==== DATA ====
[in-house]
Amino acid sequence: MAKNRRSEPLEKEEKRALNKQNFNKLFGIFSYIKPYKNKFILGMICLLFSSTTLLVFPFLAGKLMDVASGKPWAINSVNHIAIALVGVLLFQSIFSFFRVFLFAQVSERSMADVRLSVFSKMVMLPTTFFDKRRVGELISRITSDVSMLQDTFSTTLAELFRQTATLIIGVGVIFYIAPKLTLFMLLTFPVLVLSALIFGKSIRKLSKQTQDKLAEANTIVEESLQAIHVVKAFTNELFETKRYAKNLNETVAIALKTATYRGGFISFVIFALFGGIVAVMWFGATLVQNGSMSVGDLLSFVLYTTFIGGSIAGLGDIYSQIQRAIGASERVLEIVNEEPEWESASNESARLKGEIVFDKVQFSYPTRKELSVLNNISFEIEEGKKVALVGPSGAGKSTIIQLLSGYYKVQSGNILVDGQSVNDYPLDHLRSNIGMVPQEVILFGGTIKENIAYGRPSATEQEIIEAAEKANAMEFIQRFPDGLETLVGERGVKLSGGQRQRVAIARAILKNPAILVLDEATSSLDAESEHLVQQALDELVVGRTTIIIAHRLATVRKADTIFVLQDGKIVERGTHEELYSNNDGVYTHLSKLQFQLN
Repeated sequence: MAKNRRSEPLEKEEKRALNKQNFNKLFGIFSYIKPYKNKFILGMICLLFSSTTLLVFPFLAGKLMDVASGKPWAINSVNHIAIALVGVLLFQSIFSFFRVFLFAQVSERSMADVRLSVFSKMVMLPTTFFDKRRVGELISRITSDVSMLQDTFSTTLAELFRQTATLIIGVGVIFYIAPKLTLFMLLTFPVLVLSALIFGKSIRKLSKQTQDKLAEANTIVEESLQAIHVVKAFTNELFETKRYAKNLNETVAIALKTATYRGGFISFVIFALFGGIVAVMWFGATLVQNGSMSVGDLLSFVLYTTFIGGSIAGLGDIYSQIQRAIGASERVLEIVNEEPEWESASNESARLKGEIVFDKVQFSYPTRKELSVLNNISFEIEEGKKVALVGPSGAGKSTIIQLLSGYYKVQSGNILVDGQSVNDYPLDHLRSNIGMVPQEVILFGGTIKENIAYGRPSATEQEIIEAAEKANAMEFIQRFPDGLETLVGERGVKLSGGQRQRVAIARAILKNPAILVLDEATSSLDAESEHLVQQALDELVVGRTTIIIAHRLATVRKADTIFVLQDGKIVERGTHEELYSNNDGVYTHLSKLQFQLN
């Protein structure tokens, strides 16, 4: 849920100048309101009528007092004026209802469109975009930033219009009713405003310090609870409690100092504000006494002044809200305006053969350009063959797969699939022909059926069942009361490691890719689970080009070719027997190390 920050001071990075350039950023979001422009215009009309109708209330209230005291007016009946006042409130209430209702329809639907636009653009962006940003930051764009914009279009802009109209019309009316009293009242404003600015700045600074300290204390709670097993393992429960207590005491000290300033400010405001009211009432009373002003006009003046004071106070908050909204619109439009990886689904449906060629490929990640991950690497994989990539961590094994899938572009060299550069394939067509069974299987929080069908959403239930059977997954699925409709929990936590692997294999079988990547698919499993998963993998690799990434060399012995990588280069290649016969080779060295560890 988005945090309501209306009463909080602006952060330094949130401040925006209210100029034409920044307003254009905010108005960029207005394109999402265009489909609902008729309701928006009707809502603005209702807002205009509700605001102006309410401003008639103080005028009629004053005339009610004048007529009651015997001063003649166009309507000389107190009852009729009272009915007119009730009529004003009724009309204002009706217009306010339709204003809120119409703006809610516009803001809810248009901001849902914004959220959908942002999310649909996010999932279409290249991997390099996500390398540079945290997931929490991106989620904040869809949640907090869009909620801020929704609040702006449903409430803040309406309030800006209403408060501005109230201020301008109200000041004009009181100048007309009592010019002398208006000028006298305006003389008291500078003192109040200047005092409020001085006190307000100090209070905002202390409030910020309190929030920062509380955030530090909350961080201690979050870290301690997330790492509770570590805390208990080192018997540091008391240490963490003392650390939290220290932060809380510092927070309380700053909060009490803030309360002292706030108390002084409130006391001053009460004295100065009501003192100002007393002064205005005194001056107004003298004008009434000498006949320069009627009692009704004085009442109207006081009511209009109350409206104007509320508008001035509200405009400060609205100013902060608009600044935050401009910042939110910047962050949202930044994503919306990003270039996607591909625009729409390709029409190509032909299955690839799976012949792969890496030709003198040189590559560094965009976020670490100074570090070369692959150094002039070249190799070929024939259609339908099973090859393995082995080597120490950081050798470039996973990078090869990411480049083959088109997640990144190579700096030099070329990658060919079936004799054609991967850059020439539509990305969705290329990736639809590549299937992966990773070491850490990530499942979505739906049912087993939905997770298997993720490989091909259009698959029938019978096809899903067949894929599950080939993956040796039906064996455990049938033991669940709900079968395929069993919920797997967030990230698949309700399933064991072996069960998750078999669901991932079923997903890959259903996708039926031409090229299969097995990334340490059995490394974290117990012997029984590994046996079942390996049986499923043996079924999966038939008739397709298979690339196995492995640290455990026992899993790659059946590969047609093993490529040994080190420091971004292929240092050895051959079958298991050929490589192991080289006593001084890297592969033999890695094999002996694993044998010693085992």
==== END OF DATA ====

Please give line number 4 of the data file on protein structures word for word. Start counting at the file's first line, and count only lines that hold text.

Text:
């Protein structure tokens, strides 16, 4: 849920100048309101009528007092004026209802469109975009930033219009009713405003310090609870409690100092504000006494002044809200305006053969350009063959797969699939022909059926069942009361490691890719689970080009070719027997190390 920050001071990075350039950023979001422009215009009309109708209330209230005291007016009946006042409130209430209702329809639907636009653009962006940003930051764009914009279009802009109209019309009316009293009242404003600015700045600074300290204390709670097993393992429960207590005491000290300033400010405001009211009432009373002003006009003046004071106070908050909204619109439009990886689904449906060629490929990640991950690497994989990539961590094994899938572009060299550069394939067509069974299987929080069908959403239930059977997954699925409709929990936590692997294999079988990547698919499993998963993998690799990434060399012995990588280069290649016969080779060295560890 988005945090309501209306009463909080602006952060330094949130401040925006209210100029034409920044307003254009905010108005960029207005394109999402265009489909609902008729309701928006009707809502603005209702807002205009509700605001102006309410401003008639103080005028009629004053005339009610004048007529009651015997001063003649166009309507000389107190009852009729009272009915007119009730009529004003009724009309204002009706217009306010339709204003809120119409703006809610516009803001809810248009901001849902914004959220959908942002999310649909996010999932279409290249991997390099996500390398540079945290997931929490991106989620904040869809949640907090869009909620801020929704609040702006449903409430803040309406309030800006209403408060501005109230201020301008109200000041004009009181100048007309009592010019002398208006000028006298305006003389008291500078003192109040200047005092409020001085006190307000100090209070905002202390409030910020309190929030920062509380955030530090909350961080201690979050870290301690997330790492509770570590805390208990080192018997540091008391240490963490003392650390939290220290932060809380510092927070309380700053909060009490803030309360002292706030108390002084409130006391001053009460004295100065009501003192100002007393002064205005005194001056107004003298004008009434000498006949320069009627009692009704004085009442109207006081009511209009109350409206104007509320508008001035509200405009400060609205100013902060608009600044935050401009910042939110910047962050949202930044994503919306990003270039996607591909625009729409390709029409190509032909299955690839799976012949792969890496030709003198040189590559560094965009976020670490100074570090070369692959150094002039070249190799070929024939259609339908099973090859393995082995080597120490950081050798470039996973990078090869990411480049083959088109997640990144190579700096030099070329990658060919079936004799054609991967850059020439539509990305969705290329990736639809590549299937992966990773070491850490990530499942979505739906049912087993939905997770298997993720490989091909259009698959029938019978096809899903067949894929599950080939993956040796039906064996455990049938033991669940709900079968395929069993919920797997967030990230698949309700399933064991072996069960998750078999669901991932079923997903890959259903996708039926031409090229299969097995990334340490059995490394974290117990012997029984590994046996079942390996049986499923043996079924999966038939008739397709298979690339196995492995640290455990026992899993790659059946590969047609093993490529040994080190420091971004292929240092050895051959079958298991050929490589192991080289006593001084890297592969033999890695094999002996694993044998010693085992």